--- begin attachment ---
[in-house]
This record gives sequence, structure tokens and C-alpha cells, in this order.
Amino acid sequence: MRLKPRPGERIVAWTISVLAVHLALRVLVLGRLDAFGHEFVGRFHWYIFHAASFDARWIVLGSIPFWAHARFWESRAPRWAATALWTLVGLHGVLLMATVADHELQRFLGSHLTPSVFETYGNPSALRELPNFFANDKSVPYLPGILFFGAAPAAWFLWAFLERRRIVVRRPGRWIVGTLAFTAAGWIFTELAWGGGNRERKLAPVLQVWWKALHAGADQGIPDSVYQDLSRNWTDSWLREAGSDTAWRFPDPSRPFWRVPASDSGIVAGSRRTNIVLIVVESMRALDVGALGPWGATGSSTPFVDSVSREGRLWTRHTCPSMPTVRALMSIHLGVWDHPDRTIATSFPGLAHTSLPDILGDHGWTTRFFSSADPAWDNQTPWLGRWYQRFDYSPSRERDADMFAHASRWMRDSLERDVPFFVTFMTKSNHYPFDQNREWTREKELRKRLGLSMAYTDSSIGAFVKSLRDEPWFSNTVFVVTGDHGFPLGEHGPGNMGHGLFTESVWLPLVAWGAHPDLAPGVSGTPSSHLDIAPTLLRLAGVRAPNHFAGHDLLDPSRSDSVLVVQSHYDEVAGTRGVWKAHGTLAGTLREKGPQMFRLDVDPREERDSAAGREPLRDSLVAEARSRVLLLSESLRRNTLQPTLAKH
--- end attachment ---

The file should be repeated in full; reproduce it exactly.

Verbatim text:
[in-house]
This record gives sequence, structure tokens and C-alpha cells, in this order.
Amino acid sequence: MRLKPRPGERIVAWTISVLAVHLALRVLVLGRLDAFGHEFVGRFHWYIFHAASFDARWIVLGSIPFWAHARFWESRAPRWAATALWTLVGLHGVLLMATVADHELQRFLGSHLTPSVFETYGNPSALRELPNFFANDKSVPYLPGILFFGAAPAAWFLWAFLERRRIVVRRPGRWIVGTLAFTAAGWIFTELAWGGGNRERKLAPVLQVWWKALHAGADQGIPDSVYQDLSRNWTDSWLREAGSDTAWRFPDPSRPFWRVPASDSGIVAGSRRTNIVLIVVESMRALDVGALGPWGATGSSTPFVDSVSREGRLWTRHTCPSMPTVRALMSIHLGVWDHPDRTIATSFPGLAHTSLPDILGDHGWTTRFFSSADPAWDNQTPWLGRWYQRFDYSPSRERDADMFAHASRWMRDSLERDVPFFVTFMTKSNHYPFDQNREWTREKELRKRLGLSMAYTDSSIGAFVKSLRDEPWFSNTVFVVTGDHGFPLGEHGPGNMGHGLFTESVWLPLVAWGAHPDLAPGVSGTPSSHLDIAPTLLRLAGVRAPNHFAGHDLLDPSRSDSVLVVQSHYDEVAGTRGVWKAHGTLAGTLREKGPQMFRLDVDPREERDSAAGREPLRDSLVAEARSRVLLLSESLRRNTLQPTLAKH